February 28, 2008

Huong Thanh & Nguyên Lê

Fragile Beauty
Born in what was then Saigon, but resident in France for more than 20 years, Huong Thanh is one of the great female interpreters of traditional Vietnamese song, and an impressive composer. This is the fourth album on which she has collaborated with Nguyen Le, her guitarist, producer and engineer. It's another reminder of the duo's remarkable ability to mix ancient Asian themes and unexpected contemporary influence, all with an exhilarating, cool confidence. Huong Thanh's voice is clear and thoughtful, but still robust enough to match Nguyen Le's delicate and sensitive settings. As a rock and then jazz guitarist, he has played with the likes of Gil Evans and Ornette Coleman, but here his jazz influences are mixed with other global styles and sounds - from African talking drums to the Japanese koto, or from the Vietnamese zither to the muted trumpet work of Paolo Fresu or piano harmonies of Dominique Borker. Many of the songs start acoustic, but then the global experiments and jazz influences subtly begin to emerge, in what becomes an increasingly intriguing set.(Guardian)

Huong Thanh - vocals
Nguyên Lê - electric & acoustic guitar, synthesizer, computer
Mieko Miyazaki - koto
Hao Nhiên Pham - monocorde (dàn bau), 16-strings zither (dàn tranh), sao, meo bamboo flutes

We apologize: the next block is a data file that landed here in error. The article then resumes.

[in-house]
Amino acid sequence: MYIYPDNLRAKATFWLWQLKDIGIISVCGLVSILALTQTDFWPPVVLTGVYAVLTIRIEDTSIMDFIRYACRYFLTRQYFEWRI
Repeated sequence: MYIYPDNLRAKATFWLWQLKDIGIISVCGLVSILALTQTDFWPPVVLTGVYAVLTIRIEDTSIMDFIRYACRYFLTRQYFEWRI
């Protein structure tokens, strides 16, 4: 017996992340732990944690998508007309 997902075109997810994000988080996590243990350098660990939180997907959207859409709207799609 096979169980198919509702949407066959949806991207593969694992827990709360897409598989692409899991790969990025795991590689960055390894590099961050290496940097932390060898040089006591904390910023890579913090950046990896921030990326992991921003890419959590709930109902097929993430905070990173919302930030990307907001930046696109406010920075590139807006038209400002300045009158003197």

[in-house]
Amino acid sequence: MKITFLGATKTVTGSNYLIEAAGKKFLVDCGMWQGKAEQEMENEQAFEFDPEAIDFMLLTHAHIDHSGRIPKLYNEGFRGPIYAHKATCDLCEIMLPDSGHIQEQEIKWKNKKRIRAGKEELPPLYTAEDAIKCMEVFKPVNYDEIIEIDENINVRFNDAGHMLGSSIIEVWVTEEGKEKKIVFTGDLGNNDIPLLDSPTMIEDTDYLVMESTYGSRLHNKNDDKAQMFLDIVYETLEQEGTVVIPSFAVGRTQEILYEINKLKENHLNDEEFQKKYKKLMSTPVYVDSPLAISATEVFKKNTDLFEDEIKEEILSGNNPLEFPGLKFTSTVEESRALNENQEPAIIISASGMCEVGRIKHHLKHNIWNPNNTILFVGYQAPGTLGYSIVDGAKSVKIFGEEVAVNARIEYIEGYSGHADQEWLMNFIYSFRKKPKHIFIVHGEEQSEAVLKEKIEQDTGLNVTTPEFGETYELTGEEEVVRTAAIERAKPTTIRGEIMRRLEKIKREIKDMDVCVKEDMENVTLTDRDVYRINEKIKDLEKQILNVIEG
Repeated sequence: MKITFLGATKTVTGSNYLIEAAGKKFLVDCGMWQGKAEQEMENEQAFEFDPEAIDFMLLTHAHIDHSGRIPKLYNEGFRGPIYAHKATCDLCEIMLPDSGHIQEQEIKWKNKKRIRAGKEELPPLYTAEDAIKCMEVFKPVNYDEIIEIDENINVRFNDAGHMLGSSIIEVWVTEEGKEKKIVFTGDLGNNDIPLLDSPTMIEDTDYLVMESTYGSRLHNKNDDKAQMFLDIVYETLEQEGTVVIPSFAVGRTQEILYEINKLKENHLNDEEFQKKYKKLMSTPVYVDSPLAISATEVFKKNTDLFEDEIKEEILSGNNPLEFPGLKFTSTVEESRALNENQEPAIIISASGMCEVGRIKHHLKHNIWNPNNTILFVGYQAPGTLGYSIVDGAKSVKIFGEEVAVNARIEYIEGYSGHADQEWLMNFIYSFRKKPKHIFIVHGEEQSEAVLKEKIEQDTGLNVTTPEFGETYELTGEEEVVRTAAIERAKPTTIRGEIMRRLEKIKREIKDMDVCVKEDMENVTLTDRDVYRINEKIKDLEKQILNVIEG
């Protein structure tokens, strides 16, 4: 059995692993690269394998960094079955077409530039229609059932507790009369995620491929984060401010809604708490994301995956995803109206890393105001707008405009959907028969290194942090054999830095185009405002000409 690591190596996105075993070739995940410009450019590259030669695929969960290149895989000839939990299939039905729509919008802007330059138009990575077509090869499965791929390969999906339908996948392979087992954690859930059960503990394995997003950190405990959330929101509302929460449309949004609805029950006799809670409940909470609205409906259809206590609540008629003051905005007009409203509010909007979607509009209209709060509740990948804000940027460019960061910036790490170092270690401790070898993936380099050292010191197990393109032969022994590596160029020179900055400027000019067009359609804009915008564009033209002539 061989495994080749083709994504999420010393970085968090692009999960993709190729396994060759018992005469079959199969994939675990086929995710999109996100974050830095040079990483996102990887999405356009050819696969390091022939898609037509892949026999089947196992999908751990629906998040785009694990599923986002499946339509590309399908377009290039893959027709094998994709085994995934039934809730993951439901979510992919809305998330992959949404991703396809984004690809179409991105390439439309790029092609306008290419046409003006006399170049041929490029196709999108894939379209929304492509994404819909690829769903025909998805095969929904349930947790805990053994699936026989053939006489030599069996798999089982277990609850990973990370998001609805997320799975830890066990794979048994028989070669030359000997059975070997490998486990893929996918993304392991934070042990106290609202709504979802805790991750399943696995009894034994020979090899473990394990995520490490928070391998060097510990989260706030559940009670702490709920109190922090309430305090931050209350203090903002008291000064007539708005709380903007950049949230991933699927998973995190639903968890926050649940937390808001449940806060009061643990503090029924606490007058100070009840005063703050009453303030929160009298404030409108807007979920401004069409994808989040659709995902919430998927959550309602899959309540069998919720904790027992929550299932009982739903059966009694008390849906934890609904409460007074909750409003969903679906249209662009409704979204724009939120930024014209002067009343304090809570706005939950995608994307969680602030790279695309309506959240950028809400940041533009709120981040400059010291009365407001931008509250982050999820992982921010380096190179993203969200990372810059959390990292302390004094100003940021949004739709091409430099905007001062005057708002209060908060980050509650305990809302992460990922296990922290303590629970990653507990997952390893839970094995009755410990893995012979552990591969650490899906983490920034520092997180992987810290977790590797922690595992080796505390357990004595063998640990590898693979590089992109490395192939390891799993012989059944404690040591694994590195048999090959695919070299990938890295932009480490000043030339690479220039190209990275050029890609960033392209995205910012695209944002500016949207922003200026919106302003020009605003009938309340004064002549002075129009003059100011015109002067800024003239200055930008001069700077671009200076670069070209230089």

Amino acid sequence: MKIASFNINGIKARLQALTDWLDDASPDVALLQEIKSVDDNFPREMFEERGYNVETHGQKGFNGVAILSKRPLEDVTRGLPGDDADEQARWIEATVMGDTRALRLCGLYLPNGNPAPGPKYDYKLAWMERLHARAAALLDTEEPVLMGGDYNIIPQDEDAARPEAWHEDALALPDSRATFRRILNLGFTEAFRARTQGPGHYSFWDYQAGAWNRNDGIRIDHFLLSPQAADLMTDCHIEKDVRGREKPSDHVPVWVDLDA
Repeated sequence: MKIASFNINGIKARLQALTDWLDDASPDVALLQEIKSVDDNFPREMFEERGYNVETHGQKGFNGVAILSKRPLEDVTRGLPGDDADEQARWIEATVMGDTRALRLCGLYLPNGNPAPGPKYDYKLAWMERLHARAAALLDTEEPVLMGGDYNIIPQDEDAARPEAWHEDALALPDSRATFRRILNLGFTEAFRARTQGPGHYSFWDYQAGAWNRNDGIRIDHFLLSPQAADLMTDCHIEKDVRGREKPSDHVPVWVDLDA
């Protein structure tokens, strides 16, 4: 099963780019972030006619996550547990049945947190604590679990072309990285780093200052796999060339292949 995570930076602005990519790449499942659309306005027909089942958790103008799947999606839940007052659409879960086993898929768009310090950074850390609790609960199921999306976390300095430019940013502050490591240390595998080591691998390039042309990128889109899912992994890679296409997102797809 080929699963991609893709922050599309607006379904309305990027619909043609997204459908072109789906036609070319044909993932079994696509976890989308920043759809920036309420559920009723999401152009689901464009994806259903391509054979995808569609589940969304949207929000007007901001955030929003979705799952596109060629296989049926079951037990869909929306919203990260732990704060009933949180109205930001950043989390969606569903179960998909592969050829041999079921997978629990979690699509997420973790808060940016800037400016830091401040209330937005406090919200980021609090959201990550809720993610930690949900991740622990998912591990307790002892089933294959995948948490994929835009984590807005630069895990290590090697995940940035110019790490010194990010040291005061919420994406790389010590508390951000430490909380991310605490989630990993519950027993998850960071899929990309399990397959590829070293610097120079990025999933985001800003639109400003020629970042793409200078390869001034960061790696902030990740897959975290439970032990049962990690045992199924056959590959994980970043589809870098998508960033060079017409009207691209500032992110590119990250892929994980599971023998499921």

Nguyên Van-Hong - backing vocals
Paolo Fresu - trumpet, fluegelhorn
Stéphane Guillaume - soprano sax, flutes
Renaud Garcia-Fons - pizz & arco acoustic 5-string bass
Etienne Mbappé - fretless bass
Alex Tran - percussions
Francis Lassus - percussions
Illya Amar - bamboo balafon (trung)
Dominique Borker - piano


This is evocative world music, produced and performed on by the Vietnamese guitarist Nguyen Le. At times, though, it strays into his territory of western jazzy electronics and funk, infused with the sound effects and melodic associations of Vietnamese music. Huong Thanh is a vocalist rooted in the glottal manipulations, high, trilling sounds and soft mid-range intonations of the region's traditional techniques, and this is a project that imports her remarkable sound into a mix of contemporary global and indigenous contexts. Dix Raisons D'Aimer finds Huong gliding delicately through an undergrowth of Vietnamese flutes and zithers, before Nguyen's echoing samples and stealthily advancing tabla grooves modernise its atmosphere. The title track mingles the Vietnamese with the African, as Richard Bona's vocal chant intertwines with the leader's feline phrasing, and Ce Que Dit l'Oiseau, full of rustling percussion, finds Huong more mellow, sonorous and playful. Only marginally jazz-affiliated, but the textures are wonderful. Guardian - John Fordham Nov 2001
Like what you hear, buy it! And support the artists that really need it!


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